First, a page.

- luggage 3rd should have only 4-compartments capacity (and full length) <- I've amended this for the luggage carriage
- luggage tricomposite - should have 4-compartments 6+8+2x10 and full length <- Your source is correct, but our carriage has only three visible compartments as seen here.
- luggage composite (1/2) - should have 3-compartments 6+2x8, and may be shorter, but should be rescaled. Current 3-compartment image is too long for length=4. Or it could be a 1st + 3rd composite with 4 compartments? <- Is this not a four compartment? Image In any case this can be rendered.
- suburban composite (1/2) should have capacity 12+16 instead of 16+16 <- It's a suburban vehicle, where we won't have too much reason to splurge on comfort where not needed. I think we should keep this.


Offline Vladki cz

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Re: 1870-1890's carriages lack class definitions
« Reply #40 on: February 05, 2019, 04:48:02 PM »
- luggage 3rd should have only 4-compartments capacity (and full length) <- I've amended this for the luggage carriage
OK, good
Quote
- luggage tricomposite - should have 4-compartments 6+8+2x10 and full length <- Your source is correct, but our carriage has only three visible compartments as seen here.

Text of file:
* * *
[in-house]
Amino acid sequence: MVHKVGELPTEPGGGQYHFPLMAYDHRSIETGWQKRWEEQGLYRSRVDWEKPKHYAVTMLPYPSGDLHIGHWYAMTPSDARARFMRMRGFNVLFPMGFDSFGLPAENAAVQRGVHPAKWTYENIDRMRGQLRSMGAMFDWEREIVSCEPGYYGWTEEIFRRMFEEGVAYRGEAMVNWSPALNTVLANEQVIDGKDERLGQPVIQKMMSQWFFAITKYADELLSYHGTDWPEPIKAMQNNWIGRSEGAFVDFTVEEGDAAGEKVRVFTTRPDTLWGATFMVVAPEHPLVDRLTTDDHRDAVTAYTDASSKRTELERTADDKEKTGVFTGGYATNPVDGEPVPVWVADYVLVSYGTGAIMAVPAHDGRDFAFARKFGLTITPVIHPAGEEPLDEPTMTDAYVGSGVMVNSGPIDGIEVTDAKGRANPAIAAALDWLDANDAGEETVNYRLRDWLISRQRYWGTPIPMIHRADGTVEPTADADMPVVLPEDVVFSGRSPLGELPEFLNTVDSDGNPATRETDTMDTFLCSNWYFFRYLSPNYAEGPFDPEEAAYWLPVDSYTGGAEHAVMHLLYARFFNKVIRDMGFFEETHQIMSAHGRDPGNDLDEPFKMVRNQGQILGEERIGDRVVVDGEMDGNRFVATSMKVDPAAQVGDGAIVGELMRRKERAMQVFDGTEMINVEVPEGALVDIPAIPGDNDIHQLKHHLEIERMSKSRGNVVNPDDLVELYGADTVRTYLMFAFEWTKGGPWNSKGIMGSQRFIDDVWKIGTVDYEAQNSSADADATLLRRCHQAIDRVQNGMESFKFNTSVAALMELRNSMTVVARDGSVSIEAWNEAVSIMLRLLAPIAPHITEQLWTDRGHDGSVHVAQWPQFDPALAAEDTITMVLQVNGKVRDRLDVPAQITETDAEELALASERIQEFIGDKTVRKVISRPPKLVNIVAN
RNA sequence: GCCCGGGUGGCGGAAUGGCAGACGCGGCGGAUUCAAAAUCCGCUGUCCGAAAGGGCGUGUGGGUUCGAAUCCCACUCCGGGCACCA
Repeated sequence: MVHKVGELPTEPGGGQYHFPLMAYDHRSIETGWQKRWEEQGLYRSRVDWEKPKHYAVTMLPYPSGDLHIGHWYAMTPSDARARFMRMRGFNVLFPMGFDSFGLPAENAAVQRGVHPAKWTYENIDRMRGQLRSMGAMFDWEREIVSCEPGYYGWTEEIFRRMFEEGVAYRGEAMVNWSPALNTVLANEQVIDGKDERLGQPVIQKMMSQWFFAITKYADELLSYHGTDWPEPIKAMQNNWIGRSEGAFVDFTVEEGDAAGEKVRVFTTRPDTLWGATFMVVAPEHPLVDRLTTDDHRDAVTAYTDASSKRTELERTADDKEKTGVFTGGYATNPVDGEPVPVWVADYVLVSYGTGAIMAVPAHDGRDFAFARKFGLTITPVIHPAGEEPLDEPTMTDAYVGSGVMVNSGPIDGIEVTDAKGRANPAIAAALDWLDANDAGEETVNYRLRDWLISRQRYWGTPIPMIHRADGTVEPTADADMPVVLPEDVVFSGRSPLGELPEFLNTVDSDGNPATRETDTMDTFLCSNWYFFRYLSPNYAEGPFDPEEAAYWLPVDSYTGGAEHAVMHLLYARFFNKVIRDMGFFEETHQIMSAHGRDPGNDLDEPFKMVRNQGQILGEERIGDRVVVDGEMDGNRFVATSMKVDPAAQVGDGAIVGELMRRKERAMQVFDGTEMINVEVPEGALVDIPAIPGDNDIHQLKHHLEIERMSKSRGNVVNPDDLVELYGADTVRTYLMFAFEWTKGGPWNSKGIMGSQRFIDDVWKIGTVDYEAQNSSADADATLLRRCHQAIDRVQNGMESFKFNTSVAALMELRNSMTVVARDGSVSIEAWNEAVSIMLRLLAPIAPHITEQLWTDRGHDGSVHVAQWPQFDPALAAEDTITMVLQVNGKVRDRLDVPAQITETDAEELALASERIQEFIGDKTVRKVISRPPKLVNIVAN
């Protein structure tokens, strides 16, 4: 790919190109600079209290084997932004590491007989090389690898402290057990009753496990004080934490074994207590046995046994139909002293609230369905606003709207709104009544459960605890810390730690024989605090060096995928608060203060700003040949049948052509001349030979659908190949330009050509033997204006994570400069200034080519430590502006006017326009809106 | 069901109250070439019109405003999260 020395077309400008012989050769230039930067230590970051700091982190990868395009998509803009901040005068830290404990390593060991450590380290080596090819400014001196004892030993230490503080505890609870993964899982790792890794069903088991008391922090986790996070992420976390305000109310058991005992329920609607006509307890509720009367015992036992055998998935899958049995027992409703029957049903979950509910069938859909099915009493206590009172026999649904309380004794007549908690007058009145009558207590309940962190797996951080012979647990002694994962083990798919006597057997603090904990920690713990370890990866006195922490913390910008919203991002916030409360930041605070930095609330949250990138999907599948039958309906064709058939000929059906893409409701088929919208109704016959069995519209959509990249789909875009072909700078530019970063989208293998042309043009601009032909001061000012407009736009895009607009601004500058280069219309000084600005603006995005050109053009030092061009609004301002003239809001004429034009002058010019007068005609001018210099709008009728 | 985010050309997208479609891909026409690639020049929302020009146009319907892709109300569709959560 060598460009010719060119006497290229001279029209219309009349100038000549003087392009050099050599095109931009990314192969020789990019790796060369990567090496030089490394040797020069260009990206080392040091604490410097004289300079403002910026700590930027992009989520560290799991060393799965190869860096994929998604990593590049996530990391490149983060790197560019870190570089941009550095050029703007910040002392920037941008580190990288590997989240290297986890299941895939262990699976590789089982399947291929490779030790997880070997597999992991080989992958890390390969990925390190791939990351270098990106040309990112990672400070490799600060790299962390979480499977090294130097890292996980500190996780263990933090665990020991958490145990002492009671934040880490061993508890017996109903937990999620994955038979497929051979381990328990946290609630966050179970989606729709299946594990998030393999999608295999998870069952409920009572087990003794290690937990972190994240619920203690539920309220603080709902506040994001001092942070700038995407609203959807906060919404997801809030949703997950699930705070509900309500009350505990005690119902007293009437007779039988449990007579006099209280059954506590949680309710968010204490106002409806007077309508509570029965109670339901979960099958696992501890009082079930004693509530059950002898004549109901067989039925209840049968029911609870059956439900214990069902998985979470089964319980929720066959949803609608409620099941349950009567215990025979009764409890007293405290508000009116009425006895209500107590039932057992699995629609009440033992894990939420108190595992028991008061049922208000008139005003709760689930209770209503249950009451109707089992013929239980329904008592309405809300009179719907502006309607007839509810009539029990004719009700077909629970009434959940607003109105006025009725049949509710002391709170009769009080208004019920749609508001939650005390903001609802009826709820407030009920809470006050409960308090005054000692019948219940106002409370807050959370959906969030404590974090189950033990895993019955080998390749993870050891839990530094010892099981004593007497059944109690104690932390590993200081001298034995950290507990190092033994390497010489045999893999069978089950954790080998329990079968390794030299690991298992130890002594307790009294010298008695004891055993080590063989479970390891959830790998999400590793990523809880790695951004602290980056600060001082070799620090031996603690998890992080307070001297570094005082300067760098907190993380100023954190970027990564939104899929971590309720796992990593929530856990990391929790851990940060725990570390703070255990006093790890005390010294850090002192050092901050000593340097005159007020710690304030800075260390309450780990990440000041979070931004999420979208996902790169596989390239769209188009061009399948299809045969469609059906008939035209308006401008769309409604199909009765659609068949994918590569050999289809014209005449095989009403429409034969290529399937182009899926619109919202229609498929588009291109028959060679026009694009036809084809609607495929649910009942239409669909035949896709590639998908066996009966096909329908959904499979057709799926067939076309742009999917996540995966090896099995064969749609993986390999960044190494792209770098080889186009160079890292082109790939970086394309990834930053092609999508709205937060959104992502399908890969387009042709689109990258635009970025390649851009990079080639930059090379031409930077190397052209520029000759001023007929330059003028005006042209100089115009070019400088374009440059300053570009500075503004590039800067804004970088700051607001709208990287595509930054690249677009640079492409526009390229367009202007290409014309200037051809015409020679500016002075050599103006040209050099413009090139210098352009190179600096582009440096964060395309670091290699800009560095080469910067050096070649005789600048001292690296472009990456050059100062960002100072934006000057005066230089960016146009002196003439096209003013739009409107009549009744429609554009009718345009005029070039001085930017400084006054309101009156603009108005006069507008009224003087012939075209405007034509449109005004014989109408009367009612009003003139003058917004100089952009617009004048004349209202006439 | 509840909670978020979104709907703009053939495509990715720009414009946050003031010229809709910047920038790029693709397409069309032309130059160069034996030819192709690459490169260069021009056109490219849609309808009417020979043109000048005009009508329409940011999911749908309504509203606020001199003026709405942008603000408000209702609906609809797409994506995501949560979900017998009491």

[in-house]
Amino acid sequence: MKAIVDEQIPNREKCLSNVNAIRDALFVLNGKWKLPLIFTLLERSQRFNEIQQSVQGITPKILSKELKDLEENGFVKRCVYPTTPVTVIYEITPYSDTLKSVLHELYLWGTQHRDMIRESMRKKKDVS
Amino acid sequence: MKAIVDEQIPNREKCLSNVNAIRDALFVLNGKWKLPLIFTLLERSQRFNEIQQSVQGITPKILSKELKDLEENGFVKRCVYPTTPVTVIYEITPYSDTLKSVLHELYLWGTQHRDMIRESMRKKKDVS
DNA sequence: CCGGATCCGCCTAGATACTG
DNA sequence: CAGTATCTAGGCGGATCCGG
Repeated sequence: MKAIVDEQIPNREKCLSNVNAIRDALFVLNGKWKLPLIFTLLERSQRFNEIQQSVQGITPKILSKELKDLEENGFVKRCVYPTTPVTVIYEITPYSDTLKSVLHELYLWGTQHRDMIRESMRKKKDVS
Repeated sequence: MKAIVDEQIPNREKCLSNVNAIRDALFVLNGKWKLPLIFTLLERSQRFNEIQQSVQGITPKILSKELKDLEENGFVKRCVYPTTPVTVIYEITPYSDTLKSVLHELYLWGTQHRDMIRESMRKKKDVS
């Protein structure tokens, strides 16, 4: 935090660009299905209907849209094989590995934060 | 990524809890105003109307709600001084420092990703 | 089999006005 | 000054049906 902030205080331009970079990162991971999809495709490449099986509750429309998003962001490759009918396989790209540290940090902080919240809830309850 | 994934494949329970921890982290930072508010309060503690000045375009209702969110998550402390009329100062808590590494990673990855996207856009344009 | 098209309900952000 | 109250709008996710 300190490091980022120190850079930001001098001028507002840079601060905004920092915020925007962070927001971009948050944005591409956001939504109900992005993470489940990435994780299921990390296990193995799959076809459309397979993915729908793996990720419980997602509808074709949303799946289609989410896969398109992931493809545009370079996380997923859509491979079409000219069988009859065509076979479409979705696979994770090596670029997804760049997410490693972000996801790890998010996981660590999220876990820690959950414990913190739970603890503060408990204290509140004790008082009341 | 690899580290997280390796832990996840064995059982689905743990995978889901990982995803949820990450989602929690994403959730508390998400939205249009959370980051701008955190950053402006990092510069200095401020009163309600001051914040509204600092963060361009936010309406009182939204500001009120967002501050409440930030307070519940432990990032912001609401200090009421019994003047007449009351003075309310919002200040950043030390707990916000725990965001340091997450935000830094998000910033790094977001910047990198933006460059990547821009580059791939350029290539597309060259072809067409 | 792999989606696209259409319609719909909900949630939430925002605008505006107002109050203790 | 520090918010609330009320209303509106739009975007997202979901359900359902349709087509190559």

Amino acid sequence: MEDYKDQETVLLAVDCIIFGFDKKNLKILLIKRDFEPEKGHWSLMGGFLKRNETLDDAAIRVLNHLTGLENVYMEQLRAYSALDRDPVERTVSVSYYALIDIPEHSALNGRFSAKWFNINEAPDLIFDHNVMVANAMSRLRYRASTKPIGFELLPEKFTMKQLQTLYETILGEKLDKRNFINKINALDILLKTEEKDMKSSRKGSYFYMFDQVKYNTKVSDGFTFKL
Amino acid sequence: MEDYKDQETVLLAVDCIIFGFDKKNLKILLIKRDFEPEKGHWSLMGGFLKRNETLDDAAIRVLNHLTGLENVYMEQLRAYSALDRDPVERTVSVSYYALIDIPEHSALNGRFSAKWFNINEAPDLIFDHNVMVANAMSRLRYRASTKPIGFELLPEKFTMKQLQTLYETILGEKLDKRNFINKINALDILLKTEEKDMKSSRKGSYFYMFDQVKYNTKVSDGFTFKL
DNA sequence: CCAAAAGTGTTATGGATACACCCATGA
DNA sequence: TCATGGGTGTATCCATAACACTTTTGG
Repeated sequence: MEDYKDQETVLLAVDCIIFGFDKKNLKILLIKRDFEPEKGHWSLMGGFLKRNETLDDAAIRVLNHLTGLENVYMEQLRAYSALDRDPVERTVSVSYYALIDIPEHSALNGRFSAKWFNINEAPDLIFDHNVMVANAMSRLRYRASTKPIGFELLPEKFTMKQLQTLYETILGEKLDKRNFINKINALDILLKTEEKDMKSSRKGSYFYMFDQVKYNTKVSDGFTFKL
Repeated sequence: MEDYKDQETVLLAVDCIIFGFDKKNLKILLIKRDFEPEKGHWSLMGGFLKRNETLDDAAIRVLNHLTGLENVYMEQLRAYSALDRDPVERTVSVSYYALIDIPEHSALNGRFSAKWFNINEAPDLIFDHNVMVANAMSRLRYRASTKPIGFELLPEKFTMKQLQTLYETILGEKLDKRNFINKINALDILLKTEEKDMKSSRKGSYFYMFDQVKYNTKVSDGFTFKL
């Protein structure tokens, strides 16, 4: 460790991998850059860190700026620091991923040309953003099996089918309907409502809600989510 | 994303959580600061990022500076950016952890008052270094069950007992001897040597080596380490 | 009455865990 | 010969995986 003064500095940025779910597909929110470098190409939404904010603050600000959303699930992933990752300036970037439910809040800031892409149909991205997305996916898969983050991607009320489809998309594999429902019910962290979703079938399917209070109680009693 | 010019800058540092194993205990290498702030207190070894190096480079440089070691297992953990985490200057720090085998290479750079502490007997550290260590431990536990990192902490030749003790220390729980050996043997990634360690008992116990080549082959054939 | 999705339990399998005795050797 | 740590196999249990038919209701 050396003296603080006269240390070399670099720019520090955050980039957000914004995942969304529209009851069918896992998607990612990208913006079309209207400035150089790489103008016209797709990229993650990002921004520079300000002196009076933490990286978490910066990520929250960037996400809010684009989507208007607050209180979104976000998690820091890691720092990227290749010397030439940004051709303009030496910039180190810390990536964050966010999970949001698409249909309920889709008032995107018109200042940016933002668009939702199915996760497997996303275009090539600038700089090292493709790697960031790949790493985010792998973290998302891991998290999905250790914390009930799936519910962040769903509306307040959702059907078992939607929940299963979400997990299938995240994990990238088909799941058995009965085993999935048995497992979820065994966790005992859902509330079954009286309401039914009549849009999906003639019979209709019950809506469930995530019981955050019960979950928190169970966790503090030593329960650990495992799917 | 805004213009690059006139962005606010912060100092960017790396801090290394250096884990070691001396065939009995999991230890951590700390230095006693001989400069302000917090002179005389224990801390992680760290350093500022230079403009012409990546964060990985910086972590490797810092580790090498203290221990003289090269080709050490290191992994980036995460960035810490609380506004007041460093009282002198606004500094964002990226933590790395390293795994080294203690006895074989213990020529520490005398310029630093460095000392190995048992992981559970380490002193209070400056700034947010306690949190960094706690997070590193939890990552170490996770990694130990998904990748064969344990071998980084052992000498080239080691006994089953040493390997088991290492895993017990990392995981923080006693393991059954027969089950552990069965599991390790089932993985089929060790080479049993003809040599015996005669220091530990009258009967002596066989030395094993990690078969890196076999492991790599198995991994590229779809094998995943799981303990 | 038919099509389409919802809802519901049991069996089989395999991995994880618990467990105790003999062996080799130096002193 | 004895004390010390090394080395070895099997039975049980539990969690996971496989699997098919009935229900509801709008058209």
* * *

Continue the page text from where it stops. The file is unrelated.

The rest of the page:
- luggage composite (1/2) - should have 3-compartments 6+2x8, and may be shorter, but should be rescaled. Current 3-compartment image is too long for length=4. Or it could be a 1st + 3rd composite with 4 compartments? <- Is this not a four compartment? Image In any case this can be rendered.
I thought about swapping the images for these two. So the tricomposite would be 4-compartments with luggage space in the middle, and 1st/2nd composite would use the 3-compartment image.
Quote
- suburban composite (1/2) should have capacity 12+16 instead of 16+16 <- It's a suburban vehicle, where we won't have too much reason to splurge on comfort where not needed. I think we should keep this.
If there is no reason fir extra comfort, then there is no reason for the 1st classs. I take it that 1st class is 6 seats, 2nd class 8 seats. And the difference betweeen suburban and long distance is only the luggage compartment, that takes approximately the same space as one 3rd class compartment. And 1st/2nd class compartmens have some extra legroom, so only 4 fit the same lenght where 5 3rd class compartments would fit.

So for 3rd class it would be like: 5-compartments (suburban), 4-compartmens (luggage), 4-compartments (brake), 3-compartments (luggage+brake).
Composite would be: 2+2 compartments (suburban), 1+1+2 compartmetns (luggage),  3-compartment composite with luggage could be anything 1+2 or 2+1 or 1st/2nd class only

Offline jamespetts gb

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Re: 1870-1890's carriages lack class definitions
« Reply #41 on: February 05, 2019, 11:34:34 PM »
Thank you very much for that: I have now incorporated that (having added the English translation texts for the class names for the 4 wheel carriages).

For the 4 wheel suburban carriages, I agree that these should have an exclusive constraint set. Also, you might reduce their length to simulate the shorter buffering, which will allow more of them to fit in short platforms.

Your work on adding classes to the pakset is much appreciated.

Offline Spenk009

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Re: 1870-1890's carriages lack class definitions
« Reply #42 on: February 15, 2019, 06:32:32 PM »